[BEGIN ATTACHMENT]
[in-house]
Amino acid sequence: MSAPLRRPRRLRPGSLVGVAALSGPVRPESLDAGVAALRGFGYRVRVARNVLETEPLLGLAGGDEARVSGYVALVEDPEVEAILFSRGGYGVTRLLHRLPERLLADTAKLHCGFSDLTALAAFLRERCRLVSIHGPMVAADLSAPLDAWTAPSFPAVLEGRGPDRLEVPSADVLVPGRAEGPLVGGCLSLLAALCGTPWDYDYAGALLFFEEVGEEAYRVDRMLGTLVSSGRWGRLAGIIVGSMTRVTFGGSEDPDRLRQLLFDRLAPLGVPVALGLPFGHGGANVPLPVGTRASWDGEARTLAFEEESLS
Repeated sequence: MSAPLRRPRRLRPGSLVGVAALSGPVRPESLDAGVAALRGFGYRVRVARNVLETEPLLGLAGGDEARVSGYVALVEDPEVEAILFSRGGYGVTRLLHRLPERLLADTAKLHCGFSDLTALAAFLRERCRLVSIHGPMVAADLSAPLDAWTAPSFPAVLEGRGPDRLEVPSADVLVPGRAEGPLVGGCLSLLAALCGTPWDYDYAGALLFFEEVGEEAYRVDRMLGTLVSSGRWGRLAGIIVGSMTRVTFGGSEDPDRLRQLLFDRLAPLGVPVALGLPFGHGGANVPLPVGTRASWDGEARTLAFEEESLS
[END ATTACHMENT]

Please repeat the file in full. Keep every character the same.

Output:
[in-house]
Amino acid sequence: MSAPLRRPRRLRPGSLVGVAALSGPVRPESLDAGVAALRGFGYRVRVARNVLETEPLLGLAGGDEARVSGYVALVEDPEVEAILFSRGGYGVTRLLHRLPERLLADTAKLHCGFSDLTALAAFLRERCRLVSIHGPMVAADLSAPLDAWTAPSFPAVLEGRGPDRLEVPSADVLVPGRAEGPLVGGCLSLLAALCGTPWDYDYAGALLFFEEVGEEAYRVDRMLGTLVSSGRWGRLAGIIVGSMTRVTFGGSEDPDRLRQLLFDRLAPLGVPVALGLPFGHGGANVPLPVGTRASWDGEARTLAFEEESLS
Repeated sequence: MSAPLRRPRRLRPGSLVGVAALSGPVRPESLDAGVAALRGFGYRVRVARNVLETEPLLGLAGGDEARVSGYVALVEDPEVEAILFSRGGYGVTRLLHRLPERLLADTAKLHCGFSDLTALAAFLRERCRLVSIHGPMVAADLSAPLDAWTAPSFPAVLEGRGPDRLEVPSADVLVPGRAEGPLVGGCLSLLAALCGTPWDYDYAGALLFFEEVGEEAYRVDRMLGTLVSSGRWGRLAGIIVGSMTRVTFGGSEDPDRLRQLLFDRLAPLGVPVALGLPFGHGGANVPLPVGTRASWDGEARTLAFEEESLS